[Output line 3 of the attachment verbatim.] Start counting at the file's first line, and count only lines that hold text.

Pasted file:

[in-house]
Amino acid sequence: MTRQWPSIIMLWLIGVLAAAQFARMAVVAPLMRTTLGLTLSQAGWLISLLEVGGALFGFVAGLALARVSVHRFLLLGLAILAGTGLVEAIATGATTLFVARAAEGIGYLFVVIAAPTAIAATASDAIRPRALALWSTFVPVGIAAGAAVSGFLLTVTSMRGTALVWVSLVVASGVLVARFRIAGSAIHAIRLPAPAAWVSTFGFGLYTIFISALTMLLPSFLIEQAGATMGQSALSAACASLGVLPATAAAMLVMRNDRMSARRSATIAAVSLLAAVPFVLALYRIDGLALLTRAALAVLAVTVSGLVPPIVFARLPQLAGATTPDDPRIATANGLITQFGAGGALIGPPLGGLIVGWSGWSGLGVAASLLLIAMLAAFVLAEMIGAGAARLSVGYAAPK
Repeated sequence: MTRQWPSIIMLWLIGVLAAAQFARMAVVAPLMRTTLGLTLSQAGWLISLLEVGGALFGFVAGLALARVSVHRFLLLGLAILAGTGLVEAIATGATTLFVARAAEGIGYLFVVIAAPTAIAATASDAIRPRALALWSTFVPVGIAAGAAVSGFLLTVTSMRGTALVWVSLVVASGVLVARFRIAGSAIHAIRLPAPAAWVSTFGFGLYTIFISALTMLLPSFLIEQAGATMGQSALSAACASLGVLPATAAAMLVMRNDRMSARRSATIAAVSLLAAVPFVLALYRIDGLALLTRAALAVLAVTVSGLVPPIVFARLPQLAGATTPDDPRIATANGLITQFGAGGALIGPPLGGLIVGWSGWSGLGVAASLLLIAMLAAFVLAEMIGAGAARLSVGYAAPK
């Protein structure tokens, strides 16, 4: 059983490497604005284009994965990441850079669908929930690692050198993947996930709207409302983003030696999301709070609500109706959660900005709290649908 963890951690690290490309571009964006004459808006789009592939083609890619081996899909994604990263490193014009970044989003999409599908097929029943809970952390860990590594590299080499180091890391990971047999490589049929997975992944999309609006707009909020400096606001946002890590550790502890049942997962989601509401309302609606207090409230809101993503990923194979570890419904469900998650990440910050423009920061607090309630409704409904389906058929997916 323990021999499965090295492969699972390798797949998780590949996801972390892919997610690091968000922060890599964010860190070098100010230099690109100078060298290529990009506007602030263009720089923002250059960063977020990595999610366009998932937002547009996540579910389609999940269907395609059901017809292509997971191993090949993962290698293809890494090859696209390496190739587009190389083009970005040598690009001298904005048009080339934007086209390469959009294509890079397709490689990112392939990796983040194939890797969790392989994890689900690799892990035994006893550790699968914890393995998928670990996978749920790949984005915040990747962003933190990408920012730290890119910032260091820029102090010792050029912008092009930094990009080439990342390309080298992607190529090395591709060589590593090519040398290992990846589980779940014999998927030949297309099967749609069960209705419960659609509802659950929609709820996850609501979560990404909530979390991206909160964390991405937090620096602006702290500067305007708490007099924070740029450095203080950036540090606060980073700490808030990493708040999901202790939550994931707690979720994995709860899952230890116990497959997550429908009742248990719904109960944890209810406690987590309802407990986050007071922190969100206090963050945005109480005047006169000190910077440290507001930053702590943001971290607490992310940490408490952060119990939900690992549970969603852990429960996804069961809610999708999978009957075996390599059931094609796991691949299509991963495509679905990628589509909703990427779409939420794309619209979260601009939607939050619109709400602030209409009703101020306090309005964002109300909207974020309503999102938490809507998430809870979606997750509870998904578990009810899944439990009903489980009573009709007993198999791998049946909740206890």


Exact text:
Repeated sequence: MTRQWPSIIMLWLIGVLAAAQFARMAVVAPLMRTTLGLTLSQAGWLISLLEVGGALFGFVAGLALARVSVHRFLLLGLAILAGTGLVEAIATGATTLFVARAAEGIGYLFVVIAAPTAIAATASDAIRPRALALWSTFVPVGIAAGAAVSGFLLTVTSMRGTALVWVSLVVASGVLVARFRIAGSAIHAIRLPAPAAWVSTFGFGLYTIFISALTMLLPSFLIEQAGATMGQSALSAACASLGVLPATAAAMLVMRNDRMSARRSATIAAVSLLAAVPFVLALYRIDGLALLTRAALAVLAVTVSGLVPPIVFARLPQLAGATTPDDPRIATANGLITQFGAGGALIGPPLGGLIVGWSGWSGLGVAASLLLIAMLAAFVLAEMIGAGAARLSVGYAAPK